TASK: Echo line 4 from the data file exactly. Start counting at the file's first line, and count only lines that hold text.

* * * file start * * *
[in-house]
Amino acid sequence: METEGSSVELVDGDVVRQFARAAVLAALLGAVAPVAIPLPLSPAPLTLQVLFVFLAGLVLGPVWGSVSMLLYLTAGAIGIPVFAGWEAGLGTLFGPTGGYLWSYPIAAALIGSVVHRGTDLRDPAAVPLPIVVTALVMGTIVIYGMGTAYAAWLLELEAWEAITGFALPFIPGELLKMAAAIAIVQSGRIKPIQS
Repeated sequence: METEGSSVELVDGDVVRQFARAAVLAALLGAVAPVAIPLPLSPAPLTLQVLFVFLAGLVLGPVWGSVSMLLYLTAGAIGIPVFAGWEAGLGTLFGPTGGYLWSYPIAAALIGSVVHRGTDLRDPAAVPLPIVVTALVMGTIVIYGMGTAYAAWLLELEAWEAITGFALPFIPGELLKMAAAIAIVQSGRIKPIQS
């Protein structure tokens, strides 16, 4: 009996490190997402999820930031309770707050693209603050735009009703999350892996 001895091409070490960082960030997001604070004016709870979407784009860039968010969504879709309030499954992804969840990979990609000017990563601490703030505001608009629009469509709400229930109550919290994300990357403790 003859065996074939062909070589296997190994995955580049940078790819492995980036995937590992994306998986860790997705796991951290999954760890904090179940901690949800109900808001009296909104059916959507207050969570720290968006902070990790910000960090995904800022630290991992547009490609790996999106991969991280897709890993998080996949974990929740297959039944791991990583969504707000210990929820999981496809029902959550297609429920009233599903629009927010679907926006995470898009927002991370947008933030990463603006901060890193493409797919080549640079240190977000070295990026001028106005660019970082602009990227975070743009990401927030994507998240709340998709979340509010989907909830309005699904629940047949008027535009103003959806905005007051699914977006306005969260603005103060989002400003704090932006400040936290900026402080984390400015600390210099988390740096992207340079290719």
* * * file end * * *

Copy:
């Protein structure tokens, strides 16, 4: 009996490190997402999820930031309770707050693209603050735009009703999350892996 001895091409070490960082960030997001604070004016709870979407784009860039968010969504879709309030499954992804969840990979990609000017990563601490703030505001608009629009469509709400229930109550919290994300990357403790 003859065996074939062909070589296997190994995955580049940078790819492995980036995937590992994306998986860790997705796991951290999954760890904090179940901690949800109900808001009296909104059916959507207050969570720290968006902070990790910000960090995904800022630290991992547009490609790996999106991969991280897709890993998080996949974990929740297959039944791991990583969504707000210990929820999981496809029902959550297609429920009233599903629009927010679907926006995470898009927002991370947008933030990463603006901060890193493409797919080549640079240190977000070295990026001028106005660019970082602009990227975070743009990401927030994507998240709340998709979340509010989907909830309005699904629940047949008027535009103003959806905005007051699914977006306005969260603005103060989002400003704090932006400040936290900026402080984390400015600390210099988390740096992207340079290719």